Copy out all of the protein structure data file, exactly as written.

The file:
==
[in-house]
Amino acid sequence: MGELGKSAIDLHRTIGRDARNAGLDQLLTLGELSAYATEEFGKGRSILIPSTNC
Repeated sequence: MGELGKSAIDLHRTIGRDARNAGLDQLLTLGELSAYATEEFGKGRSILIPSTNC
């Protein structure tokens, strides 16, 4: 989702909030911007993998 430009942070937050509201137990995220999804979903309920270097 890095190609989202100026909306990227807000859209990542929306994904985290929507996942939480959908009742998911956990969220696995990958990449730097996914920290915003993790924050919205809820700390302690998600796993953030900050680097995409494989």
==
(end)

[in-house]
Amino acid sequence: MGELGKSAIDLHRTIGRDARNAGLDQLLTLGELSAYATEEFGKGRSILIPSTNC
Repeated sequence: MGELGKSAIDLHRTIGRDARNAGLDQLLTLGELSAYATEEFGKGRSILIPSTNC
């Protein structure tokens, strides 16, 4: 989702909030911007993998 430009942070937050509201137990995220999804979903309920270097 890095190609989202100026909306990227807000859209990542929306994904985290929507996942939480959908009742998911956990969220696995990958990449730097996914920290915003993790924050919205809820700390302690998600796993953030900050680097995409494989």